Excellent and I think you have something there in your statement. This is what I was going to try IF I wanted to play around for curiosity sakes.
I do believe I can get the second Motorola router working. Reason being my wife home office Cysco router is working fine plugged into the TMobile router and suspect her company set it up and ships it to their employees this way, to avoid trouble.

With that said Skippy, wow, I mean, the Tmobile router is far and away better then anything I could have imagined for a modem/router combo. Been computing 25 years and NEVER used a modem/router because of performance, keep in mind I installed hundreds of wifi devices in businesses and customers homes so I have some idea what I am talking about.

Im going to leave it like it is for now while I test the TMobile service as I am dying to call Spectrum Internet and cancel my service, tell them to stick their 70% worth of price increases over the last 4 + years!!1 I cant wait !! *LOL* Its killing me!

Ill post a full review when the "test" is done. its everything I hoped for with some "catch" meaning, I got the newest 4g/5g LTE modem/router, I believe just released within weeks ago, to the point in forums I read some people were still getting the older ones and others the news ones when signing up and the people who have the older ones naturally want the new one.

So here is the catch. The app and firmware is buggy and can be frustrating, I think this device was rushed to market OR I got a bad one, time will tell but experience tells me, firmware updates are needed not the device.

I like to set up different SSIDs and assign certain devices to certain bands, which the router makes easy but its still full of bugs and takes repetitive entering the stuff in to finally get it right. This router was pushed out to market and I am an early adopter. I do love that I have 3 bands set up with 3 SSIDs 1- 2.4 and 2- 5ghz.

Talk about BUGS = BITOG seems to be full of them on some days!!!!! Like just now!!! Using Safari on my Mac Desktop, all of a sudden I get a message this "page is using significant resources" and I may want to close it. I suspect the new Advertising banners are messing something up in Safari, page froze, BITOG Froze and I lost this entire post!!!! BUT OH! I was smart enough to "copy" it when I saw the message! *LOL*
 

alarmguy

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Looking at those screenshots, it appears you may not be able to put it in bridge mode.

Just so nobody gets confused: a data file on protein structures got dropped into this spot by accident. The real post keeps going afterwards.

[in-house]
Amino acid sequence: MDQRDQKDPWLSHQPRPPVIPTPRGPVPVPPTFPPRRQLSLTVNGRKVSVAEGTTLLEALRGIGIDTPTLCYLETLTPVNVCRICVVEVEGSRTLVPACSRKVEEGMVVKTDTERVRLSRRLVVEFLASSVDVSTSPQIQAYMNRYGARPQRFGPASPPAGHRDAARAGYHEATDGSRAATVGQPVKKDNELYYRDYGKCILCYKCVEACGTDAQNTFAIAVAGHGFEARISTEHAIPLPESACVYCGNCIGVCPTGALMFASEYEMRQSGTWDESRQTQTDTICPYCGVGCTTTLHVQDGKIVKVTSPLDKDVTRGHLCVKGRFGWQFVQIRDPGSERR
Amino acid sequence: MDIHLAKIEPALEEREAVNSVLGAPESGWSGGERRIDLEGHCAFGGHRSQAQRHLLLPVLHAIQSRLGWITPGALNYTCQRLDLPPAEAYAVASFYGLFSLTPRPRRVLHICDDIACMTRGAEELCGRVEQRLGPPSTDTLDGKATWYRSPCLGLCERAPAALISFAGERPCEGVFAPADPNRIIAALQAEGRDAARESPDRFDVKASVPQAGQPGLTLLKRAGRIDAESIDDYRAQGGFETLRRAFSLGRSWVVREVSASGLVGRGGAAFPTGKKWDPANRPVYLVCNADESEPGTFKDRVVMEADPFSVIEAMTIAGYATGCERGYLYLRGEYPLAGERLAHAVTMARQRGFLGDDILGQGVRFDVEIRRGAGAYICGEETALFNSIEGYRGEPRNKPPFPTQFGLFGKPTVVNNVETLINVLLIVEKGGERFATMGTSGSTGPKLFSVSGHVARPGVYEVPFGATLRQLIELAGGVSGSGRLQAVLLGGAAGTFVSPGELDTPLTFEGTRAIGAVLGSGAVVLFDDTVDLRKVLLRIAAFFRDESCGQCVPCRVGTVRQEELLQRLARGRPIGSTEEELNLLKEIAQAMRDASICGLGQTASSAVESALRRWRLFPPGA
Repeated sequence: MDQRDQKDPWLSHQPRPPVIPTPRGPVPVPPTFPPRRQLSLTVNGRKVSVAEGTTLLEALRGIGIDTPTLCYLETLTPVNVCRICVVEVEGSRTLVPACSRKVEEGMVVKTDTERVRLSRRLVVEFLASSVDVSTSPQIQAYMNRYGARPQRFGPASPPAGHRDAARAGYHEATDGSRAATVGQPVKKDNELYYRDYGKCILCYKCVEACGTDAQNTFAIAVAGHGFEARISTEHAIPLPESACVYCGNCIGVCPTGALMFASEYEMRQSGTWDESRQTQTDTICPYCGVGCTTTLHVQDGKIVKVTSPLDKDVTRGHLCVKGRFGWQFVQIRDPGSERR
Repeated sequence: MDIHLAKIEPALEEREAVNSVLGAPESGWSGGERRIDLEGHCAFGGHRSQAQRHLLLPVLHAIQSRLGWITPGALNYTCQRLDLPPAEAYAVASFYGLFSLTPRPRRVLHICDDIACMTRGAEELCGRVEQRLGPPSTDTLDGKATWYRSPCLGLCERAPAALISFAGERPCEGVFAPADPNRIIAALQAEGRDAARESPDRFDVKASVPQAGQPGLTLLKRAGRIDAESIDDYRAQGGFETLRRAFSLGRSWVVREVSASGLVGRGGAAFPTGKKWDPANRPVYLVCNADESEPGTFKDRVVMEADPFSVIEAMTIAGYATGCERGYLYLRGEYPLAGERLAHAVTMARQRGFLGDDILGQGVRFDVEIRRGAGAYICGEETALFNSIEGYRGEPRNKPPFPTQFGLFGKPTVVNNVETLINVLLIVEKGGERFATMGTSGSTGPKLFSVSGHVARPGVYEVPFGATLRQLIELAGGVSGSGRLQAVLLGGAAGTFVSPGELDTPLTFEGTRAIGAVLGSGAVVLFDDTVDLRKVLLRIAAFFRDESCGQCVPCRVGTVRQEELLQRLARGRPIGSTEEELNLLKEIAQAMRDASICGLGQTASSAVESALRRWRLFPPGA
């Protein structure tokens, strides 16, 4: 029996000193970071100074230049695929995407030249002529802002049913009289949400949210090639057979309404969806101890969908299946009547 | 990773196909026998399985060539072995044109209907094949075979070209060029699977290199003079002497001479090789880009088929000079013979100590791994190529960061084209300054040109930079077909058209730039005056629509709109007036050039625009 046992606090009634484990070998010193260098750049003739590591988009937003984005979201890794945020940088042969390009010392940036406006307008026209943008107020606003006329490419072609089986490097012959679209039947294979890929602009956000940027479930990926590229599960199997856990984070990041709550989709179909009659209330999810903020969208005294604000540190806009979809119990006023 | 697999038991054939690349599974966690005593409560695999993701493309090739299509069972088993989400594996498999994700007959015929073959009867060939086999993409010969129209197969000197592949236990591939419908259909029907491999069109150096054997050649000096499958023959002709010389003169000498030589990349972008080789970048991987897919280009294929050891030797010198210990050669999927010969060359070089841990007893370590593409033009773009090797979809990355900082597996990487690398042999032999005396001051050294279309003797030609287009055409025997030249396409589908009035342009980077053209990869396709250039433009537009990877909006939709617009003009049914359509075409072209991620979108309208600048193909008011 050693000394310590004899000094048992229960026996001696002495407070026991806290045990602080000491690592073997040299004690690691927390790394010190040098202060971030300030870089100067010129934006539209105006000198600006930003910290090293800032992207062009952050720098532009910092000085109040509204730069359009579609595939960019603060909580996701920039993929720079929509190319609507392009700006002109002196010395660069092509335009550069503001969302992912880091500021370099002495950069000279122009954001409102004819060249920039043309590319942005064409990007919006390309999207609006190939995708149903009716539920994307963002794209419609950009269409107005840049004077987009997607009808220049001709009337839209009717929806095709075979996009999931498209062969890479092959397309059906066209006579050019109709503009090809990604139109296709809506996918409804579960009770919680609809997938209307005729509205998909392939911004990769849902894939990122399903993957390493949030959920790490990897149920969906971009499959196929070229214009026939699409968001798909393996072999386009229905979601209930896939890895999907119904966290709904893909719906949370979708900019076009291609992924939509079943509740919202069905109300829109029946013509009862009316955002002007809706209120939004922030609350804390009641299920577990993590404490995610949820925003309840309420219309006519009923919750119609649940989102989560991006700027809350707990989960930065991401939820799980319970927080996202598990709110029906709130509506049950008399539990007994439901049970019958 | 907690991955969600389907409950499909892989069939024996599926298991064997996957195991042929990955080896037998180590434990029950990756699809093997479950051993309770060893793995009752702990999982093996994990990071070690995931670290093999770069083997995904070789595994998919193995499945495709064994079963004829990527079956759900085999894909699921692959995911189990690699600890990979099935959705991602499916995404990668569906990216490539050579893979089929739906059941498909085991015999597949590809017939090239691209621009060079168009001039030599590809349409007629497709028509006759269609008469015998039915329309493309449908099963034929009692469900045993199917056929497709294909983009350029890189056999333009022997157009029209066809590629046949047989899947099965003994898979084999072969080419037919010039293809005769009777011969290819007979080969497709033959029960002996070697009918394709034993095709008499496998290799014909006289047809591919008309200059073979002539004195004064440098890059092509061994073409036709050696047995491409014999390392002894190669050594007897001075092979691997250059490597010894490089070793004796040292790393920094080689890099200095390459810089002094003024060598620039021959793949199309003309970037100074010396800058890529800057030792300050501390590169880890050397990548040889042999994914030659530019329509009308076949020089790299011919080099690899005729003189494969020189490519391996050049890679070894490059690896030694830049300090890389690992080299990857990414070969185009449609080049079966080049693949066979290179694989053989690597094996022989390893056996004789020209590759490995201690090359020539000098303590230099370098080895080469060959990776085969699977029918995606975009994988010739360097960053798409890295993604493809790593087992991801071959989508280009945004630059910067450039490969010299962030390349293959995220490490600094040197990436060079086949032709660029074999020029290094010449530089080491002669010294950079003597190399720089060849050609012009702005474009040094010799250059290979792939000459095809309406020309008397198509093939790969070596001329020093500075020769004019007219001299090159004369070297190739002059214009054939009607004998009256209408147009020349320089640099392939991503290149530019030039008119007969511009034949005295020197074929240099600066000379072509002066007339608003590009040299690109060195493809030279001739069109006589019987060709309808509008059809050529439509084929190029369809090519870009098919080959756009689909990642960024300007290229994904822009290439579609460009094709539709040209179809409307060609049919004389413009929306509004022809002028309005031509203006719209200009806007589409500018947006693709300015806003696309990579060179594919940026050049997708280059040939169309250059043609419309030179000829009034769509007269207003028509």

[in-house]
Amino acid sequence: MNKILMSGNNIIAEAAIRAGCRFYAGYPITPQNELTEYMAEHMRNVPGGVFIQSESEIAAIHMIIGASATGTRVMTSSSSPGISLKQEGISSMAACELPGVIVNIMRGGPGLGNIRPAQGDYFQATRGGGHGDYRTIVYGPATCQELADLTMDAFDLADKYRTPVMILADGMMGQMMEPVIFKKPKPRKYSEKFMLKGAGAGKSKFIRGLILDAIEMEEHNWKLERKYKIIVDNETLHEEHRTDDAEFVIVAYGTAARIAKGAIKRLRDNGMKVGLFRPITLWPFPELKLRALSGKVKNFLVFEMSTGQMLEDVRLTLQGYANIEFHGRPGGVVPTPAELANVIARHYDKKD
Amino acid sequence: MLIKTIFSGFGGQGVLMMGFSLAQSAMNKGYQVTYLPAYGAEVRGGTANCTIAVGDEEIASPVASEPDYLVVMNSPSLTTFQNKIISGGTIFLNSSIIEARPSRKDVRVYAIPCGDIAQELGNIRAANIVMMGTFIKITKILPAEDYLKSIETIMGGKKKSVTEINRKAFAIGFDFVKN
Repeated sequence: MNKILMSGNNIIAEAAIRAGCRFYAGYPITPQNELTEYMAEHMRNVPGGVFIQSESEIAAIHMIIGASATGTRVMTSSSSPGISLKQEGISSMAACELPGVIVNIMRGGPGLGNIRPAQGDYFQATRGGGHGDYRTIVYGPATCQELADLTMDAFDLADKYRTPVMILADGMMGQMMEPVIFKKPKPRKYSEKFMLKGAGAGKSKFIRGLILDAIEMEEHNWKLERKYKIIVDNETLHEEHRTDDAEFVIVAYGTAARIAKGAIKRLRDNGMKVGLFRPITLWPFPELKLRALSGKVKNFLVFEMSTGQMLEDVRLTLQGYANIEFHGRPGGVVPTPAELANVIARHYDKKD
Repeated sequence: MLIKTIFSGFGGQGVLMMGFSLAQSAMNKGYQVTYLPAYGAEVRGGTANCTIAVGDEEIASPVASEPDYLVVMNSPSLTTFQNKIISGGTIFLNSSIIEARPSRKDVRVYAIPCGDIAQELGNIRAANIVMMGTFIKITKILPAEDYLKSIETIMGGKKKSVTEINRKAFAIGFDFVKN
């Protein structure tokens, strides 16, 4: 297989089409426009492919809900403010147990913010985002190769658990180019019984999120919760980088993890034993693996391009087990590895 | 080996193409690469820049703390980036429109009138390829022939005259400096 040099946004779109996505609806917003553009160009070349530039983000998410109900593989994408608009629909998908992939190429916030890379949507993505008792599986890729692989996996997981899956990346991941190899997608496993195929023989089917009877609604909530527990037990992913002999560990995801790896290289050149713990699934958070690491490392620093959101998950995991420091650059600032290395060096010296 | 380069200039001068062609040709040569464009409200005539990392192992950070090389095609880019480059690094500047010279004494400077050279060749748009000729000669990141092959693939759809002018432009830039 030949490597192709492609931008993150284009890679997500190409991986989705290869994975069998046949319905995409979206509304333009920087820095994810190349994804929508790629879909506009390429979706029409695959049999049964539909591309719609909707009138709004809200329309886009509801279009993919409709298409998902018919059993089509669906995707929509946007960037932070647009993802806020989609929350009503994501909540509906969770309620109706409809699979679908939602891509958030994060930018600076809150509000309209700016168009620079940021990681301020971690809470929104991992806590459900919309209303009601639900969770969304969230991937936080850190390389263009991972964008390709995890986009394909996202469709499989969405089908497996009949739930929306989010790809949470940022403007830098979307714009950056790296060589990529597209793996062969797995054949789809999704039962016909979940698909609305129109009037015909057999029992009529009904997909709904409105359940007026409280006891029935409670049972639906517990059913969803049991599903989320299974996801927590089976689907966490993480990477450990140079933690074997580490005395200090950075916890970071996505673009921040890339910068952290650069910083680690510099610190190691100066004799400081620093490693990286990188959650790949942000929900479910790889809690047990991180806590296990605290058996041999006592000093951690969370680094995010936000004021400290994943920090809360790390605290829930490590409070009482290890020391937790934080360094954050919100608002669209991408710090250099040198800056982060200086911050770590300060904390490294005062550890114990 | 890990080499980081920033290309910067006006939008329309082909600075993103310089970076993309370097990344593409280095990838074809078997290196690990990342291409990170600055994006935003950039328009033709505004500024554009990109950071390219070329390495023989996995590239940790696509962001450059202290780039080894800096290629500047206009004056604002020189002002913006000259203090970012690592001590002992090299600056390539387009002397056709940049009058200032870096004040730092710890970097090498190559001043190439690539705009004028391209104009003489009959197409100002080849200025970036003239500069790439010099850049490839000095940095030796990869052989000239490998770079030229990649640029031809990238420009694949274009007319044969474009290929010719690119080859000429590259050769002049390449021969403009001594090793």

As far as Ooma not working, Ooma needs specific ports open to work. If your T-mobile device is blocking those outgoing ports, maybe that's the issue?

Yeah, bridge mode is out for sure but I think I can get it to work as others posted above.

As far as Ooma, I got it working on my own. It was just the sequence of starting it up. Years ago, this happened on a different Router TP link
1. power down both devices (I actually disconnected the Cat cable for the heck of it too) Connect Cat cable, powered up modem, power up Ooma and all works good.

You might think I didnt I do this days ago? Well, I was working a getting the whole house set up and wifes work station running with limited time. I must have missed a step. You see, when I power things down in the past I simply switch the switch on a power strip, however to power down the T Mobile router you HAVE TO USE THE SWITCH ON THE ROUTER ITSELF as it has a built in battery back up. Like duh! *LOL*
You have to admit, that is an easy oversight :eek:)
 

OVERKILL

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IIRC, when I connected 2 routers together it was the 2nd router I had to change to bridged mode, the 1st router continued operating normally as its own thing and was basically just sending an IP over to the 2nd.

Basically the primary unit was assigning an IP to the secondary while broadcasting its own WiFi network (2.4ghz, I disabled 5ghz because it just didn’t work well) and the secondary was broadcasting its own WiFi networks (2.4 and 5) and handling its own DHCP. Setting it up this way did not let me see things on on the Primary Network (such as the wireless printer or their smart TV’s) and they couldn’t see the Smart TV’s down on my networks.

That's not a bridge, that's serial NAT, based on what you are describing, and it's a big networking no-no.